The long-time belief from early astronomers was that all solar systems were like ours.
Rocky little planets near the sun with bigger gas giants in wide orbits outside.
Until 1992 when all this changed.
The ingenuity of man lead to peering deeper into the unknown and the knowledge that solar systems come in all shapes and sizes.
Within 4,000 or so other worlds we have seen orbiting large stars like us, 15 of them have a density so low it supersedes that of cotton candy.
These are commonly known as 'super-puff worlds' and are located in the Kepler 51 star system, 2,600 light-years from Earth.
To give you some idea of just how dense these planets aren't, they are larger than the size of Jupiter yet their mass is less than 1% of the mass of it.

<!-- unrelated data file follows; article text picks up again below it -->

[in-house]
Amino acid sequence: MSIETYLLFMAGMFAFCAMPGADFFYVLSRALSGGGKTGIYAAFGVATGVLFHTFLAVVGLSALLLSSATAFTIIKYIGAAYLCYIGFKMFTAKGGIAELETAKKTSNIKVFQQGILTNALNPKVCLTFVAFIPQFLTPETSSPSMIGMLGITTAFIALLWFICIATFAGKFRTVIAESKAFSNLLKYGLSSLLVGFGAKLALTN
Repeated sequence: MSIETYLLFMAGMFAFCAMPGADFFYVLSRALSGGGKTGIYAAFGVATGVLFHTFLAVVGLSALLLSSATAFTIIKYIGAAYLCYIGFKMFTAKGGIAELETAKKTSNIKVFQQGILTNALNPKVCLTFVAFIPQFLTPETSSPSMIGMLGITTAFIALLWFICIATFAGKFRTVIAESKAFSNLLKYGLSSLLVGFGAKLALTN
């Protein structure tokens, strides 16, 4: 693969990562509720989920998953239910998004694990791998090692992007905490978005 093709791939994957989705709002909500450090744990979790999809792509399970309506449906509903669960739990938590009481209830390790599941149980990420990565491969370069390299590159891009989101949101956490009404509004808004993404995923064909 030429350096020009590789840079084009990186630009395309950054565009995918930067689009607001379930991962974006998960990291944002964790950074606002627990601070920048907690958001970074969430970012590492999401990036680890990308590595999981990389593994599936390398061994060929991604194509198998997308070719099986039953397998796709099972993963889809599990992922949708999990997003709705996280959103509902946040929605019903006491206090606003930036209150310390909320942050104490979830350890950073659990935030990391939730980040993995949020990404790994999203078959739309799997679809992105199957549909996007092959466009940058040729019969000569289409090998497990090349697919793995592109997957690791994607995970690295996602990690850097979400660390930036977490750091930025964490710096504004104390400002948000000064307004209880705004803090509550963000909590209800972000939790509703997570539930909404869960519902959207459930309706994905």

Every cubic centimetre is 0.1g of mass on Kepler-51 d, the largest of the bunch.
Compare this to Earth's 5.5g per centimetre mass and you get the idea of just how fluffy these structures are.
But what are these world's made up of?
The planets are mostly hydrogen and helium, enough to fill the atmosphere and create a low-mass blob if you will.
At higher altitudes, the atmosphere contains methane that acts as a shell to keep the gaseous contents within.
Sadly, the super puff planets appear to be shedding their atmospheres to space and in 1 billion years time will lose their puffiness and resemble a regular planet such as Neptune.
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